Subsequent measurement of financial assets

When those financial assets (like cash, bank accounts, accounts and notes receivable etc) are initially recognized, at every balance sheet date they need to be again measured. They need to have a true and fair value on the balance sheet and it may not be the value it was initially recognized with. This is called measuring and there are specific terms for certain types of assets.

On initial recognition, the instruments are either measured at the transaction price or at the present value of future payments discounted at the market rate of interest for a similar debt instrument. The last one applies to all instruments which are considered as financing assets, i.e. when the payment is deferred beyond normal business terms. Now, this is initial recognition, however, as said before, the instruments need to be measured at every balance sheet date.

Subsequent measurement is basically the same, all current instruments are measured at undiscounted cash or consideration to be received and all non-current instruments shall be measured at amortized cost using the effective interest method. Note here that transactions costs will stay the same and they are not deducted anymore.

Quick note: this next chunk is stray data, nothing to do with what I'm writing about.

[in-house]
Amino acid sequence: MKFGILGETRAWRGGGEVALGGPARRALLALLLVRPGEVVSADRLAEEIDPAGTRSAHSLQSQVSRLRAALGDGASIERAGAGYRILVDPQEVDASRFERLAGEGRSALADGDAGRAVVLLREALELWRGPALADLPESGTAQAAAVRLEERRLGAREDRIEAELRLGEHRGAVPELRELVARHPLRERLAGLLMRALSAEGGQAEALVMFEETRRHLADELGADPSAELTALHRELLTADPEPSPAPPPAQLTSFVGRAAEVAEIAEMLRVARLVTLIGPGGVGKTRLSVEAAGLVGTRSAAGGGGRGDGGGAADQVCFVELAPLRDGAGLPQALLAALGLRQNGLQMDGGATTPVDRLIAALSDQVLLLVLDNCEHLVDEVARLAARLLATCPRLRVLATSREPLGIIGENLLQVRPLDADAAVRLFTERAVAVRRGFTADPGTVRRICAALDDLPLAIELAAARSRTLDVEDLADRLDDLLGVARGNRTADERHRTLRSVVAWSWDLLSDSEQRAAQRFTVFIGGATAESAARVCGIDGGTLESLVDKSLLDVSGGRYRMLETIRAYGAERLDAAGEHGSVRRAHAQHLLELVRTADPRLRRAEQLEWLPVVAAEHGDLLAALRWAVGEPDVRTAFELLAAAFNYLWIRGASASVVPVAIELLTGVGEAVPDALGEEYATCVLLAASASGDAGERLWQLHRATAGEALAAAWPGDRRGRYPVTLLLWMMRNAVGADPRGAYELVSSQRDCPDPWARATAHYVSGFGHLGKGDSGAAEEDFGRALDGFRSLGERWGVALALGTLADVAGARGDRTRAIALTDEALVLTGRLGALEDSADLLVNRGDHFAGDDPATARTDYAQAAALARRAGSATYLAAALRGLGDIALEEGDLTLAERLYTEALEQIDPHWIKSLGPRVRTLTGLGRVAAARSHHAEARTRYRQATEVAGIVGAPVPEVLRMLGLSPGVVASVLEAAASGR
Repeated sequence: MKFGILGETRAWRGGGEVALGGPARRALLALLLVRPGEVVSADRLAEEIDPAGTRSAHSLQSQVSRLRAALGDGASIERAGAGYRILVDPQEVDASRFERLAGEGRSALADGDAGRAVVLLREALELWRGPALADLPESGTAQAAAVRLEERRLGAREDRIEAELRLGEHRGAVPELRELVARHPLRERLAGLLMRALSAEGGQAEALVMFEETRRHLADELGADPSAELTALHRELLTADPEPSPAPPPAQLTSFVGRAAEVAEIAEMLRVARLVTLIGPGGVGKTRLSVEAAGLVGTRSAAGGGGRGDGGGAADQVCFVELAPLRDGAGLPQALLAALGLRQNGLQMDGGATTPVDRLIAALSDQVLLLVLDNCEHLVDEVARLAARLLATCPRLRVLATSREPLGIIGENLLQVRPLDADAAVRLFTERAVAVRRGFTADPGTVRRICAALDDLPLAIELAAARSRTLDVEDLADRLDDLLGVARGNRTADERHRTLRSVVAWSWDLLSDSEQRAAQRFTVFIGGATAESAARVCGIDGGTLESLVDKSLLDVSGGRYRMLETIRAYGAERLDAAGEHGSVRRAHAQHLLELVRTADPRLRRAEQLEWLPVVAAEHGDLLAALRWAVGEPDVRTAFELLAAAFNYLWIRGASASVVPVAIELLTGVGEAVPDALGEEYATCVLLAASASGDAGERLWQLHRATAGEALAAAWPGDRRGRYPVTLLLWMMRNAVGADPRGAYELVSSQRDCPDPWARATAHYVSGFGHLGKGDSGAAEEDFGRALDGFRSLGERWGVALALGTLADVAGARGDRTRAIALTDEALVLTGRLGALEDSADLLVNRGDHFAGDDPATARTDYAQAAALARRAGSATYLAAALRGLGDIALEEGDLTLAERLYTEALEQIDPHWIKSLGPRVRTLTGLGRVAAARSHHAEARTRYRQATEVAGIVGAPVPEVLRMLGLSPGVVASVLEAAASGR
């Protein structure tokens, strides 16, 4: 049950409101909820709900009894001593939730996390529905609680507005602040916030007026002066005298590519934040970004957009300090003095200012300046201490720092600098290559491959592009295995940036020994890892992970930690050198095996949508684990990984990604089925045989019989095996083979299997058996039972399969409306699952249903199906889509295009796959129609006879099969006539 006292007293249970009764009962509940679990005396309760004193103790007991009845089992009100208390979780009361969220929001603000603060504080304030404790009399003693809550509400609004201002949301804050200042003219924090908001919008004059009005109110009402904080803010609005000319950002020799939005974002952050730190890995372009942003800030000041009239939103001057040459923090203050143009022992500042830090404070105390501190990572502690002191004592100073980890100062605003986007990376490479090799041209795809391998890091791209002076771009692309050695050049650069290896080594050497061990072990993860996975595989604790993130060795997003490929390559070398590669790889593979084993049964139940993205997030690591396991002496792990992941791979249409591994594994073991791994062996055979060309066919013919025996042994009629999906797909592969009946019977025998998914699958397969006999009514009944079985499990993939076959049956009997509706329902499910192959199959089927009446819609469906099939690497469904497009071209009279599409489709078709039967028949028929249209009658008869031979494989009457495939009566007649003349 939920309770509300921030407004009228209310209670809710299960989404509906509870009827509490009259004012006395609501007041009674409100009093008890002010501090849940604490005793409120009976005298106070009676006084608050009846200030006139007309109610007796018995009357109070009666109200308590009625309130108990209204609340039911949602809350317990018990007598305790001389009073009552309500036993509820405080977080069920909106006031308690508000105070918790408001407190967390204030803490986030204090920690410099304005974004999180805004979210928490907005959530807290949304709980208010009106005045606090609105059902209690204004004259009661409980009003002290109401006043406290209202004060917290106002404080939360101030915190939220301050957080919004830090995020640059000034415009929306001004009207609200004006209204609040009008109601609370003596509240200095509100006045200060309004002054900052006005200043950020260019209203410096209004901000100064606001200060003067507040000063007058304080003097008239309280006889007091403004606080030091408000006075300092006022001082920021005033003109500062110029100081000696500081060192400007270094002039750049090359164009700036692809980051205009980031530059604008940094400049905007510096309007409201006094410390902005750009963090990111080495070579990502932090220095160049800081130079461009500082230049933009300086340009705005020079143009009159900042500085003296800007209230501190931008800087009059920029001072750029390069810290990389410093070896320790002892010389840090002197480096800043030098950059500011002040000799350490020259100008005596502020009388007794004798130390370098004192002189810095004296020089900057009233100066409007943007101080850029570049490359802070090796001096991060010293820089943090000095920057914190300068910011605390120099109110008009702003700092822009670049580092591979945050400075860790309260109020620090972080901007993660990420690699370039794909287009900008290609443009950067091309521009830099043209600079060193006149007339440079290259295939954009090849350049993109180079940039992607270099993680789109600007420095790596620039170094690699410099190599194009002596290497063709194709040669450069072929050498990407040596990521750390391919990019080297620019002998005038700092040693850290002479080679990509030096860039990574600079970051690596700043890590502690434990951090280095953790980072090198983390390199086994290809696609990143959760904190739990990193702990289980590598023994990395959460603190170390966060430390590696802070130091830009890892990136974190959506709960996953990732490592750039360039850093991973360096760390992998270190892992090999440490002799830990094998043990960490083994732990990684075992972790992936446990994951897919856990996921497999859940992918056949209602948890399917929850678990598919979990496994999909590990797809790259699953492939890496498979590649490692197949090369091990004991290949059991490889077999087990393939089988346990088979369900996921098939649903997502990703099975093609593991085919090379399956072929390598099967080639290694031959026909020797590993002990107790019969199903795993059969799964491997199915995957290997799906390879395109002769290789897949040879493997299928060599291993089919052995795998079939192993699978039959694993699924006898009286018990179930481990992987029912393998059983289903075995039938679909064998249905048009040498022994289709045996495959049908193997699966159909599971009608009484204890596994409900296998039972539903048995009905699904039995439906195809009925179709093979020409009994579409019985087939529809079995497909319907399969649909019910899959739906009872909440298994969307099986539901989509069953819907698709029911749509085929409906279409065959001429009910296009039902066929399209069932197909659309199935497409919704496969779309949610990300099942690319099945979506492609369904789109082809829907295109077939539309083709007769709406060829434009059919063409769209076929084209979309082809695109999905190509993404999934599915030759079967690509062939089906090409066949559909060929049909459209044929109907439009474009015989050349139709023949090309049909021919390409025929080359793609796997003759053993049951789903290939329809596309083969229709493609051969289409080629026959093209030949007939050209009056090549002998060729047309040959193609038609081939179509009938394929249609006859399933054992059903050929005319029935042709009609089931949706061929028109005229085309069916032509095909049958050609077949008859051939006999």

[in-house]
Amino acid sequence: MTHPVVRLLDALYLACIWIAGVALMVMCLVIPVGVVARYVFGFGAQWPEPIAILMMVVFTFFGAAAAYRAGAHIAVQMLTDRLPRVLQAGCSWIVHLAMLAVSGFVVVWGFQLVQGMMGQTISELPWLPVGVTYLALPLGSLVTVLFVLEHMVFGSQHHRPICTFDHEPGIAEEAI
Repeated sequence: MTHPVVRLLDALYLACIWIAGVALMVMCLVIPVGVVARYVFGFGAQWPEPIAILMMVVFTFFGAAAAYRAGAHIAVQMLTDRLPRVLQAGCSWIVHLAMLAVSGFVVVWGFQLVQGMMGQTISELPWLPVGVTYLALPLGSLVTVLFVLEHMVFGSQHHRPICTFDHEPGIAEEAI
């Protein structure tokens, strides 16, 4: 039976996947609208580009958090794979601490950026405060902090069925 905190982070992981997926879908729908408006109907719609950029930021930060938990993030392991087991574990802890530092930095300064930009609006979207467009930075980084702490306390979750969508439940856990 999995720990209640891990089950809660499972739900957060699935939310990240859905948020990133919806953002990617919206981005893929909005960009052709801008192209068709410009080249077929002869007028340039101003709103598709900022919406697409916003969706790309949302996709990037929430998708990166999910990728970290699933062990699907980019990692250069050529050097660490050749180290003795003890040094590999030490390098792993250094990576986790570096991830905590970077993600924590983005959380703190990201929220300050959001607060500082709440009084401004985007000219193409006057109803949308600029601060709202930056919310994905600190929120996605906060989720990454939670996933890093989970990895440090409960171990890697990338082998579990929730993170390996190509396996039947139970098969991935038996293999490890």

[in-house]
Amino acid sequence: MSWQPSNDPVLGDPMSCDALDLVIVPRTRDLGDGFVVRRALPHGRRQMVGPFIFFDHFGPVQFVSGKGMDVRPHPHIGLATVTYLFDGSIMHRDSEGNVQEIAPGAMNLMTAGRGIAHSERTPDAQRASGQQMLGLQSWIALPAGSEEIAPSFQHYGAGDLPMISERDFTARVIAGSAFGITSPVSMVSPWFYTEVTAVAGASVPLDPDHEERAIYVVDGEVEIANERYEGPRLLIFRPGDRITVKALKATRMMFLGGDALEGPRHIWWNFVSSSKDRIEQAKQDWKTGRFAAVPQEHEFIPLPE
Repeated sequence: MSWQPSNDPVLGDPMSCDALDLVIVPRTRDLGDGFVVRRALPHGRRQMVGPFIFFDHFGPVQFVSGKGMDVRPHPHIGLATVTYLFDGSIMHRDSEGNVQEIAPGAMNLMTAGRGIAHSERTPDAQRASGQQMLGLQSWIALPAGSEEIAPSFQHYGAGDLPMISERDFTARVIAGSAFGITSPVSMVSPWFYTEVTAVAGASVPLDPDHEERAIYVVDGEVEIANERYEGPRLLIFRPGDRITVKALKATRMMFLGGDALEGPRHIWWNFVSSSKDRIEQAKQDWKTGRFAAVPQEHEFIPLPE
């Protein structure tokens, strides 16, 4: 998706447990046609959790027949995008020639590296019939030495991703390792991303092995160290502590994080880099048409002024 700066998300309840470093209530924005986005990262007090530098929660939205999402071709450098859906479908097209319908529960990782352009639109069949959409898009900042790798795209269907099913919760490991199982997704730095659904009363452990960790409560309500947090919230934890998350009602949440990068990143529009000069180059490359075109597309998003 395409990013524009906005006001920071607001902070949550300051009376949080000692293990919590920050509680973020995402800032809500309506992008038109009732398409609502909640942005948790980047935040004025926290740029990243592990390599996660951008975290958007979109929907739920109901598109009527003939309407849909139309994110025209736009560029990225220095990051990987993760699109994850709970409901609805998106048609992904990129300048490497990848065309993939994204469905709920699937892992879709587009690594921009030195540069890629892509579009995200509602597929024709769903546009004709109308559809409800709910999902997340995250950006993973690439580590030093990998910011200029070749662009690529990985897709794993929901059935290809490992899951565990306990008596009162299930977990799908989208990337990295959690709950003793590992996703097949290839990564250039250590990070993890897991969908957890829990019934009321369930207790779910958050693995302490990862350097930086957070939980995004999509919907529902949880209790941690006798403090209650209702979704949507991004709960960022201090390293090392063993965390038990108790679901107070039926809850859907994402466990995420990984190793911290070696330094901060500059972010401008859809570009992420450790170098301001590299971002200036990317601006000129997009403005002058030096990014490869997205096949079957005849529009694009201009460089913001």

Another factor that needs to be considered for the measuring is the impairment. Essentially impairment means that the recoverable amount of an asset is lower than its balance sheet value found above. When such case occurs, the loss from impairment is recognized immediately and in full as loss on the income statement.

In short, at every balance sheet date the instruments need to be measured and as such they will also be revalued. We will cover the methods in depth separately in our future posts.